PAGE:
Hermosillo and his supporters took the approach that Latinos deserved it more than Black Americans. First, it was in error to make the Black community the norm. The standard should always be the majority society that despite the fact that they are the minority controls middle class priveleges. In the process Hermosillo pitted Brown against Black.

Judging from Xavier’s behavior today, he has not learned his lesson. He is back in the fold of the Republican Party and is part of a cabal of right wing kooks who have never smelled the refried beans. His wanting to be white blinds him to the dimensions of xenophobia and racism within the Republican Party and Blue Dog Democrats.

It is a mistake to measure Latino progress with Black Americans. Since 1990 the Black Community because of redlining, discrimination, and police violence has fled the city and it has lost a large part of its middle class.

The results are disastrous and they have irreparably harmed Latinos. The truth be told, many black leaders supported us: they were leading voices against police brutality and racism. Increasingly larger numbers were becoming sensitive to the Immigration Question.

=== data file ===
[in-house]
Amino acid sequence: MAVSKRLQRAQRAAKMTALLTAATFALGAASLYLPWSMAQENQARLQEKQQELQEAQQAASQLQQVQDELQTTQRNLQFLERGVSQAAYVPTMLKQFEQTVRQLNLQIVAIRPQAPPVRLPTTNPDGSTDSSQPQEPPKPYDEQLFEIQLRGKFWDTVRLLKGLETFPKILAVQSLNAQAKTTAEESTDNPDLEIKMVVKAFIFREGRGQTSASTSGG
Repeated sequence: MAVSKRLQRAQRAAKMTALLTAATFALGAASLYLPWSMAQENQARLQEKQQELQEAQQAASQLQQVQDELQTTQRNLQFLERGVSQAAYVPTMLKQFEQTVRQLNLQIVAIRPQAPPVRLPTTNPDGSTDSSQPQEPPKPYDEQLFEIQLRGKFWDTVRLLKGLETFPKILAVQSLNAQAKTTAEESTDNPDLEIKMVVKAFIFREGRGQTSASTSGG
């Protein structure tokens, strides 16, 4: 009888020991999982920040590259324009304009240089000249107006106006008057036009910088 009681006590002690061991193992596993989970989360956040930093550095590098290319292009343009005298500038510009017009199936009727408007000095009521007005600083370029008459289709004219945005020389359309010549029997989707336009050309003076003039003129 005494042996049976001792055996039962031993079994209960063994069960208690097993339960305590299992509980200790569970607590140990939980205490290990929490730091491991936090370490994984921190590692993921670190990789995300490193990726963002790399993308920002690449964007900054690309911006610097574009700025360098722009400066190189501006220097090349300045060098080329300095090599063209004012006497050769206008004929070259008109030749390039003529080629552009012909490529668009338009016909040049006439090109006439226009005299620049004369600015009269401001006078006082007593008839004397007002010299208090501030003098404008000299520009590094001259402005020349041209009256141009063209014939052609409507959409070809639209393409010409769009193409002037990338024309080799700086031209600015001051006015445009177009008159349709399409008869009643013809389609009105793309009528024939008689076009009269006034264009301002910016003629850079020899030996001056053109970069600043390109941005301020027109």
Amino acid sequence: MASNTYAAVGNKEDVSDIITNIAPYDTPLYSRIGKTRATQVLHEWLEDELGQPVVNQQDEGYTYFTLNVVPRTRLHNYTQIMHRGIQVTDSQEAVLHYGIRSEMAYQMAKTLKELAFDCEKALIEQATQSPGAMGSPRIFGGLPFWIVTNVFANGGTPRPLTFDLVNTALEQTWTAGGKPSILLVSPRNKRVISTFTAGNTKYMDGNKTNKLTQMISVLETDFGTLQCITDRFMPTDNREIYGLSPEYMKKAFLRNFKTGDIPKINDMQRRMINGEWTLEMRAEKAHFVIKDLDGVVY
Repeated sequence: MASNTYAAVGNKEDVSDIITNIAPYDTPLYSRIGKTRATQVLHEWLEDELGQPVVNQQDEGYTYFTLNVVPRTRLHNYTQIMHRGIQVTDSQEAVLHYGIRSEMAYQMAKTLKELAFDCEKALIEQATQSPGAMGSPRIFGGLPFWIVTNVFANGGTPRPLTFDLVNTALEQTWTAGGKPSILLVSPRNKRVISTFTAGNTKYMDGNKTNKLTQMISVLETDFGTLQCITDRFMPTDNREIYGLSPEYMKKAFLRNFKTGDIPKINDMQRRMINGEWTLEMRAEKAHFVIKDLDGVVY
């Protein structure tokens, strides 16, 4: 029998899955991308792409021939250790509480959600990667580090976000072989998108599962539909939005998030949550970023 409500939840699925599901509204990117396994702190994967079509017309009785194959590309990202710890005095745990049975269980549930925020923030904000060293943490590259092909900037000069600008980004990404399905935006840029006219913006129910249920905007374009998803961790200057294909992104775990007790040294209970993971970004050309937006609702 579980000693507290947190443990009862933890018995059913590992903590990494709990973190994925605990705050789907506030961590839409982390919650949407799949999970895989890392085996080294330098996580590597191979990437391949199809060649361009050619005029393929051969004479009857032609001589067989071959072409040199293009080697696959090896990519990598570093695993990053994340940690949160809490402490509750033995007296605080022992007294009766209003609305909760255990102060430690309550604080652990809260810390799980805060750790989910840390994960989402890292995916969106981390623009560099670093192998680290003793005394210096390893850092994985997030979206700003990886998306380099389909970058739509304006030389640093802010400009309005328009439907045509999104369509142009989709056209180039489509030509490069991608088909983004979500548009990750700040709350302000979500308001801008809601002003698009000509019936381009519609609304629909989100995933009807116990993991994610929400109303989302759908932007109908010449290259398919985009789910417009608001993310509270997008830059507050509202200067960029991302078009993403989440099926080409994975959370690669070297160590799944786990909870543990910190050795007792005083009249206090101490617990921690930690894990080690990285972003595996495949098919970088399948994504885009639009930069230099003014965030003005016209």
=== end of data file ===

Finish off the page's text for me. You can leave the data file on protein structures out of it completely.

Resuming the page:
At California State University the Department of Chicana/o Studies owes a great debt to African Americans. However, their numbers have fallen and today they are only 3.8 percent of the student body. We miss their energy in fighting issues such as impaction and the privatization of the university.

As a result, we are today more vulnerable to racist onslaughts. We have always had a common history with Black Americans. Unfortunately we have too many Xavier Hermosillos pretending to speak for the community and are stuck in a stage of infantile disorder that has left us alone in the struggle.

Not my hero but the Ben Franklin quote “We must all hang together, or assuredly we shall all hang separately” applies to our relations with other minorities and we should kind in mind “Words and actions should help to unite, and not divide, the people of our various nationalities.”